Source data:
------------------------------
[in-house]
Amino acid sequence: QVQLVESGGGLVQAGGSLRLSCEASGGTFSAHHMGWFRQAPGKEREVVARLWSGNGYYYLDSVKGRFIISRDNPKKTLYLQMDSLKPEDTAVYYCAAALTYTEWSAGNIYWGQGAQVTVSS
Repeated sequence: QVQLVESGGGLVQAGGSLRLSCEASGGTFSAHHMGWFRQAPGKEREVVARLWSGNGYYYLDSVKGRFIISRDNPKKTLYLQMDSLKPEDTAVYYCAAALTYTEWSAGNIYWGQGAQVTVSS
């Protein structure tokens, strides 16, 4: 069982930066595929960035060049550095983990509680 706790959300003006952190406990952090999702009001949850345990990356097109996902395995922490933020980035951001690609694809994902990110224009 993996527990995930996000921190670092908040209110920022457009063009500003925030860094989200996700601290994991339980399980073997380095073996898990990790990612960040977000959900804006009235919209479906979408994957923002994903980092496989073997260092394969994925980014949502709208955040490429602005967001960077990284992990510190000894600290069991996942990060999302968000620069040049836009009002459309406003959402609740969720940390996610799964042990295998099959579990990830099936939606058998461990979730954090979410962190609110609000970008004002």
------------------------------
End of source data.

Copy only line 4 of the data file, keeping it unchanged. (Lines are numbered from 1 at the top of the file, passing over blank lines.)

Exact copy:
């Protein structure tokens, strides 16, 4: 069982930066595929960035060049550095983990509680 706790959300003006952190406990952090999702009001949850345990990356097109996902395995922490933020980035951001690609694809994902990110224009 993996527990995930996000921190670092908040209110920022457009063009500003925030860094989200996700601290994991339980399980073997380095073996898990990790990612960040977000959900804006009235919209479906979408994957923002994903980092496989073997260092394969994925980014949502709208955040490429602005967001960077990284992990510190000894600290069991996942990060999302968000620069040049836009009002459309406003959402609740969720940390996610799964042990295998099959579990990830099936939606058998461990979730954090979410962190609110609000970008004002």